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'I will never be able to see Vidhana Soudha the same way again'

Prakash Raj who is presenting the film through Nirdigantha, an incubation theatre, talks to Showtime about what drew him to the film, Utsav’s craft and the politics in Kannada film narratives.
Last Updated 02 March 2024, 00:03 IST

Bengaluru: The Bengaluru International Short Film Festival (BIFFes) last year witnessed Utsav Gonwar’s poignant tale of a boy’s unfulfilled dream. It was set against the backdrop of the atrocities migrant workers faced during the Covid 19 nationwide lockdown. Photo premiered to critical acclaim. A year later, the film is all set for theatrical release. 

Prakash Raj who is presenting the film through Nirdigantha, an incubation theatre, talks to Showtime about what drew him to the film, Utsav’s craft and the politics in Kannada film narratives.

What did you think about ‘Photo’?

In life, there are certain wounds we should not forget, because it’ll come back to us, some have to haunt us so it does not happen again. ‘Photo’ is a wonderful documentation — as Chaplin once said, life is a comedy in a long shot and tragedy in a close-up. Utsav, for his age to find his identity as a director and to document universal pain, universal helplessness and insensitivity amongst us is laudable. The film questions our privileged positions and it hits our conscience. That’s what pulled me to the film. 

How did you come across the film?

I like this thing about myself. When young filmmakers make a film, they feel, “I should show it to Prakash sir.” I think I have given them some hope that I will understand their film. When I watched the film, within the first 15-20 minutes, I was moved. The first thing that occurred to me was, why am I seeing it so late. The film has found so much support from the journalists. They have already watched it and are now happy someone is releasing it. I’m happy KRG came in, the moment I asked them. Looking at Dhananjaya, Hemanth, Pawan and Mansore say they will stand by me, I’m happy the film is gaining traction. Let’s see how the people see it. The success of the film is when it reminds us of our insensitivity and makes us realise that another young filmmaker has arrived. 

What are some scenes that touched you personally?

A lot of scenes. The innocence of the people. How a system makes people so helpless. It reminds me of a farmer who decides to die by suicide in a field, looking at the horizon and realising there’s nobody for him. Or this boy, his dream — as my friend put it, I’ll never be able to see Vidhana Soudha the same way again. To see a child, to see a person from a village, who wants to take a photograph in front of the building which represents the system. The way the mother tears the picture of the building towards the end will haunt me for a long time. Even the pace of the film, the slowness haunts me more. There is a reason for the pace, there is a reason why those frames linger. It demands you to consume this truth.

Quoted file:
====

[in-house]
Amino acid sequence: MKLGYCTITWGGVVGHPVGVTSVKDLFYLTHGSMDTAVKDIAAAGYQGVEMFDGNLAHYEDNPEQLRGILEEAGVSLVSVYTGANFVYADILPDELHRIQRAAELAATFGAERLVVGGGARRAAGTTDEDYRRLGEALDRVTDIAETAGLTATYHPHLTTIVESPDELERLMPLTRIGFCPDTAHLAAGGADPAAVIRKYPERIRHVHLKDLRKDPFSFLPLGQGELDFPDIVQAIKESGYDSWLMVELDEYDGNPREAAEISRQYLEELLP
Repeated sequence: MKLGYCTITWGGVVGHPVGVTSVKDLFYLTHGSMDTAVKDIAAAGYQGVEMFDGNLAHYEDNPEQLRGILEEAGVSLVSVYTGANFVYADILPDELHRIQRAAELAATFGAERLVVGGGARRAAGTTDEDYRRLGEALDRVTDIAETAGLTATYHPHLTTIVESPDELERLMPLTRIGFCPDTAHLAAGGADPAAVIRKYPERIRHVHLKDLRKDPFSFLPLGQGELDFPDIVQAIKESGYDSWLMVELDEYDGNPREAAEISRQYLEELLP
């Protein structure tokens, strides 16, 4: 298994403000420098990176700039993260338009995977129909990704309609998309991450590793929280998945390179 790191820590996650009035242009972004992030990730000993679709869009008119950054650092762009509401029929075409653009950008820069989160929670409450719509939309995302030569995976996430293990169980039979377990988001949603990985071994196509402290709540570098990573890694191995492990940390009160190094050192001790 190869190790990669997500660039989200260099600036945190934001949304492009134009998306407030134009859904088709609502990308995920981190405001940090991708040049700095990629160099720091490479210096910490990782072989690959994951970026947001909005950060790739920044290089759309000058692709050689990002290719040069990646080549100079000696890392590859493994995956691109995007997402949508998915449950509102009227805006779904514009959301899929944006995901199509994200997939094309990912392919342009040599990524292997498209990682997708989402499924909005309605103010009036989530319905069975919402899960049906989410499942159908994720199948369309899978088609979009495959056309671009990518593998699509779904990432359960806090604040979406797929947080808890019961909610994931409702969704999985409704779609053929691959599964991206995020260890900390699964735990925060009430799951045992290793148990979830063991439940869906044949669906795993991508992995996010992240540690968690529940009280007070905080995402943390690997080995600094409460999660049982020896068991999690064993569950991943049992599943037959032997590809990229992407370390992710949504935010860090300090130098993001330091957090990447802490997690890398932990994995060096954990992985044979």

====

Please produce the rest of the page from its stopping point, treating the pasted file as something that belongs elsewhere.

What do you think about the politics in Kannada films?

The greatest works of art have only come out during times of crisis. This young boy saying, art has to say something, it has to document the thought process, the perception — we see very less of such Kannada films. But young filmmakers today are coming up with such films. If we look at ‘Daredevil Mustafa’ or ‘Gantumoote’, ‘Thithi’ and Mansore’s films, there is an attempt to talk about the politics and show the reality. More films like this should come out to bring in renaissance and an evolution of perception of change.

What are your plans with Nirdigantha? 

We will be producing and promoting films as well. Nirdigantha is not just about theatre, it’s for poetry, art, music and cinema as well. I plan on announcing a film soon. 

You have strong political ideologies and you work across industries, how do you balance everything?

Well, you have to pay the price for what you are. I would like to be known for what I am than a fellow who managed to survive. I’m at a stage where I can afford to lose. It may not be the same with everybody, but I’ve been like this from the beginning. By being afraid, by being cowed down and silent, you may get away but the truth will haunt you someday. Be prepared when it’s chiseling you to take that pain and to put your foot down and I assure you that one day you will be a happier.

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(Published 02 March 2024, 00:03 IST)

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